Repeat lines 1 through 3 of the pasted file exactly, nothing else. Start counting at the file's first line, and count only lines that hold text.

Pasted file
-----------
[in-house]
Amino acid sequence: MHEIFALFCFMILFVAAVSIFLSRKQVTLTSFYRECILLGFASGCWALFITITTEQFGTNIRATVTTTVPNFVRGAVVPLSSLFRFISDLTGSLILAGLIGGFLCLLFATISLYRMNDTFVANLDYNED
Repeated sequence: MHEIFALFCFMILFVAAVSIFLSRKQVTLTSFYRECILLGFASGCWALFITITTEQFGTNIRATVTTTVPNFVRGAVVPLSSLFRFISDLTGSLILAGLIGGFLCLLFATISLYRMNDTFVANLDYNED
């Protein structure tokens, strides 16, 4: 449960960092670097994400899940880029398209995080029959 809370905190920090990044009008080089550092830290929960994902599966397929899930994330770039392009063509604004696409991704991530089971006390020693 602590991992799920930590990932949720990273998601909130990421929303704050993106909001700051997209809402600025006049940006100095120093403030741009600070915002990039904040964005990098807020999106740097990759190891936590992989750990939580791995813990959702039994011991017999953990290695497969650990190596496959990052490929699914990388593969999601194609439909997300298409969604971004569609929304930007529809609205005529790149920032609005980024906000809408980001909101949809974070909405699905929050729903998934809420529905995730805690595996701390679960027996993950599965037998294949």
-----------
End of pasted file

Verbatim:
[in-house]
Amino acid sequence: MHEIFALFCFMILFVAAVSIFLSRKQVTLTSFYRECILLGFASGCWALFITITTEQFGTNIRATVTTTVPNFVRGAVVPLSSLFRFISDLTGSLILAGLIGGFLCLLFATISLYRMNDTFVANLDYNED
Repeated sequence: MHEIFALFCFMILFVAAVSIFLSRKQVTLTSFYRECILLGFASGCWALFITITTEQFGTNIRATVTTTVPNFVRGAVVPLSSLFRFISDLTGSLILAGLIGGFLCLLFATISLYRMNDTFVANLDYNED